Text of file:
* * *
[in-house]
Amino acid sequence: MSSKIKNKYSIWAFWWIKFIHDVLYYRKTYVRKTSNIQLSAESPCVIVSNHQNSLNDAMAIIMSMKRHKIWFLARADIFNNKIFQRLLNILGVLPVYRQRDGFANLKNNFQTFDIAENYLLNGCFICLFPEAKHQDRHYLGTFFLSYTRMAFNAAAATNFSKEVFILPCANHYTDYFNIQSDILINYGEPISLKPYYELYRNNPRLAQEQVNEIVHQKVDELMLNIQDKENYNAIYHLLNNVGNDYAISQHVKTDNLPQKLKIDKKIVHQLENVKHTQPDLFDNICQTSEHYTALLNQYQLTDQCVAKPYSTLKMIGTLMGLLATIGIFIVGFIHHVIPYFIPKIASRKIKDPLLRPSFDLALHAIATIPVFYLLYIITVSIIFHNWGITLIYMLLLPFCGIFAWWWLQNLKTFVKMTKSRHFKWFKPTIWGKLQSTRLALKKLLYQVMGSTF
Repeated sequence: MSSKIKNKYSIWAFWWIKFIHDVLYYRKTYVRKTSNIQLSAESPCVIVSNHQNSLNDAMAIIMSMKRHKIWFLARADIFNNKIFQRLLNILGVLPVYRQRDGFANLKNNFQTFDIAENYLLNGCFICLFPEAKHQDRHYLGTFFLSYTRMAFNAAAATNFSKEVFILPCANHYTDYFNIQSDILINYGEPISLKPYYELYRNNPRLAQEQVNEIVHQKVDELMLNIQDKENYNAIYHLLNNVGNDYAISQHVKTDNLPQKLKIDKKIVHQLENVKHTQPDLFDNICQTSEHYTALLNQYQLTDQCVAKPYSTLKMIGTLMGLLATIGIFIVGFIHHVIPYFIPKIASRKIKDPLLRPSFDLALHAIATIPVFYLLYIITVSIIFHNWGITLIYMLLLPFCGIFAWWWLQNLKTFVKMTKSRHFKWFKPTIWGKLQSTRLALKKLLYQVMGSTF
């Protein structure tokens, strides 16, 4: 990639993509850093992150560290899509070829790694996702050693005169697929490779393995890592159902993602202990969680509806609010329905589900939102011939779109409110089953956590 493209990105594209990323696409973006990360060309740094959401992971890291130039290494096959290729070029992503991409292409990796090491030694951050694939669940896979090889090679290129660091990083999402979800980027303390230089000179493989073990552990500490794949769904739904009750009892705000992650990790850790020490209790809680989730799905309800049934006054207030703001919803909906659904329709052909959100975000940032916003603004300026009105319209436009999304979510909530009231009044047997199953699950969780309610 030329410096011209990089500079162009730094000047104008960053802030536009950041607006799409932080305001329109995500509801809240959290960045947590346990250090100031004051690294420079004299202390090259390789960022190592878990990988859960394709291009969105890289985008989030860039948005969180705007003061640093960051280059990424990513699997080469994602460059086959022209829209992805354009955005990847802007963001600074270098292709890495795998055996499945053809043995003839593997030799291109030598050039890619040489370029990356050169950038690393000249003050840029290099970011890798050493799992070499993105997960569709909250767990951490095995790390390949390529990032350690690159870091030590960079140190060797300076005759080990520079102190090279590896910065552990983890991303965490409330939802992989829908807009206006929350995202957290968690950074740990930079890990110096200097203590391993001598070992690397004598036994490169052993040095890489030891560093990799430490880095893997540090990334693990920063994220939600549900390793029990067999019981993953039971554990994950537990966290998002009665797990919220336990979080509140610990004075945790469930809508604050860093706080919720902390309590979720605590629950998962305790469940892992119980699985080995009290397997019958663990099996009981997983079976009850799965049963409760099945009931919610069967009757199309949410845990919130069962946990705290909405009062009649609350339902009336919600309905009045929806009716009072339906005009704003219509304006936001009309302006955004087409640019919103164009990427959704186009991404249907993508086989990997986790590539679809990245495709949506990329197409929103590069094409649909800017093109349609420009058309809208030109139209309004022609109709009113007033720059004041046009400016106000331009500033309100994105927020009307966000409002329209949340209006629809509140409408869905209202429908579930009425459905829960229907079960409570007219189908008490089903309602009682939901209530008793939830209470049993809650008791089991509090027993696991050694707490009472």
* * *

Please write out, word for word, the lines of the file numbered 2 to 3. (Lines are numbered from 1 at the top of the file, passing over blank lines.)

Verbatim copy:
Amino acid sequence: MSSKIKNKYSIWAFWWIKFIHDVLYYRKTYVRKTSNIQLSAESPCVIVSNHQNSLNDAMAIIMSMKRHKIWFLARADIFNNKIFQRLLNILGVLPVYRQRDGFANLKNNFQTFDIAENYLLNGCFICLFPEAKHQDRHYLGTFFLSYTRMAFNAAAATNFSKEVFILPCANHYTDYFNIQSDILINYGEPISLKPYYELYRNNPRLAQEQVNEIVHQKVDELMLNIQDKENYNAIYHLLNNVGNDYAISQHVKTDNLPQKLKIDKKIVHQLENVKHTQPDLFDNICQTSEHYTALLNQYQLTDQCVAKPYSTLKMIGTLMGLLATIGIFIVGFIHHVIPYFIPKIASRKIKDPLLRPSFDLALHAIATIPVFYLLYIITVSIIFHNWGITLIYMLLLPFCGIFAWWWLQNLKTFVKMTKSRHFKWFKPTIWGKLQSTRLALKKLLYQVMGSTF
Repeated sequence: MSSKIKNKYSIWAFWWIKFIHDVLYYRKTYVRKTSNIQLSAESPCVIVSNHQNSLNDAMAIIMSMKRHKIWFLARADIFNNKIFQRLLNILGVLPVYRQRDGFANLKNNFQTFDIAENYLLNGCFICLFPEAKHQDRHYLGTFFLSYTRMAFNAAAATNFSKEVFILPCANHYTDYFNIQSDILINYGEPISLKPYYELYRNNPRLAQEQVNEIVHQKVDELMLNIQDKENYNAIYHLLNNVGNDYAISQHVKTDNLPQKLKIDKKIVHQLENVKHTQPDLFDNICQTSEHYTALLNQYQLTDQCVAKPYSTLKMIGTLMGLLATIGIFIVGFIHHVIPYFIPKIASRKIKDPLLRPSFDLALHAIATIPVFYLLYIITVSIIFHNWGITLIYMLLLPFCGIFAWWWLQNLKTFVKMTKSRHFKWFKPTIWGKLQSTRLALKKLLYQVMGSTF